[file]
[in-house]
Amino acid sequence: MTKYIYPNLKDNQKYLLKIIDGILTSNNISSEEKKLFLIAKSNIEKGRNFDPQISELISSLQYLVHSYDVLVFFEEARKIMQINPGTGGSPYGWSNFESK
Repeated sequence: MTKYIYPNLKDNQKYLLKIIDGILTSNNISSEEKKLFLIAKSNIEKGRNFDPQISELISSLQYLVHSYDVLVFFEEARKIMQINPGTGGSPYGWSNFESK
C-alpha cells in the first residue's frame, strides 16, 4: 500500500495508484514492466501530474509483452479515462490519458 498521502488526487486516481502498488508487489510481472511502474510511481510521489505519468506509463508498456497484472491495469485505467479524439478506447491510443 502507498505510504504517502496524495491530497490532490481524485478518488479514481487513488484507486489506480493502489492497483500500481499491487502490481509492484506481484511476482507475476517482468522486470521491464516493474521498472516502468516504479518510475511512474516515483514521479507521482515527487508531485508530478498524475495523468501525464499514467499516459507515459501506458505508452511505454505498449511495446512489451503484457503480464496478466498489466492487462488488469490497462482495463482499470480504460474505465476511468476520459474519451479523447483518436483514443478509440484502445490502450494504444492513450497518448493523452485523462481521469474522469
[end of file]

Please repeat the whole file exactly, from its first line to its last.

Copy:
[in-house]
Amino acid sequence: MTKYIYPNLKDNQKYLLKIIDGILTSNNISSEEKKLFLIAKSNIEKGRNFDPQISELISSLQYLVHSYDVLVFFEEARKIMQINPGTGGSPYGWSNFESK
Repeated sequence: MTKYIYPNLKDNQKYLLKIIDGILTSNNISSEEKKLFLIAKSNIEKGRNFDPQISELISSLQYLVHSYDVLVFFEEARKIMQINPGTGGSPYGWSNFESK
C-alpha cells in the first residue's frame, strides 16, 4: 500500500495508484514492466501530474509483452479515462490519458 498521502488526487486516481502498488508487489510481472511502474510511481510521489505519468506509463508498456497484472491495469485505467479524439478506447491510443 502507498505510504504517502496524495491530497490532490481524485478518488479514481487513488484507486489506480493502489492497483500500481499491487502490481509492484506481484511476482507475476517482468522486470521491464516493474521498472516502468516504479518510475511512474516515483514521479507521482515527487508531485508530478498524475495523468501525464499514467499516459507515459501506458505508452511505454505498449511495446512489451503484457503480464496478466498489466492487462488488469490497462482495463482499470480504460474505465476511468476520459474519451479523447483518436483514443478509440484502445490502450494504444492513450497518448493523452485523462481521469474522469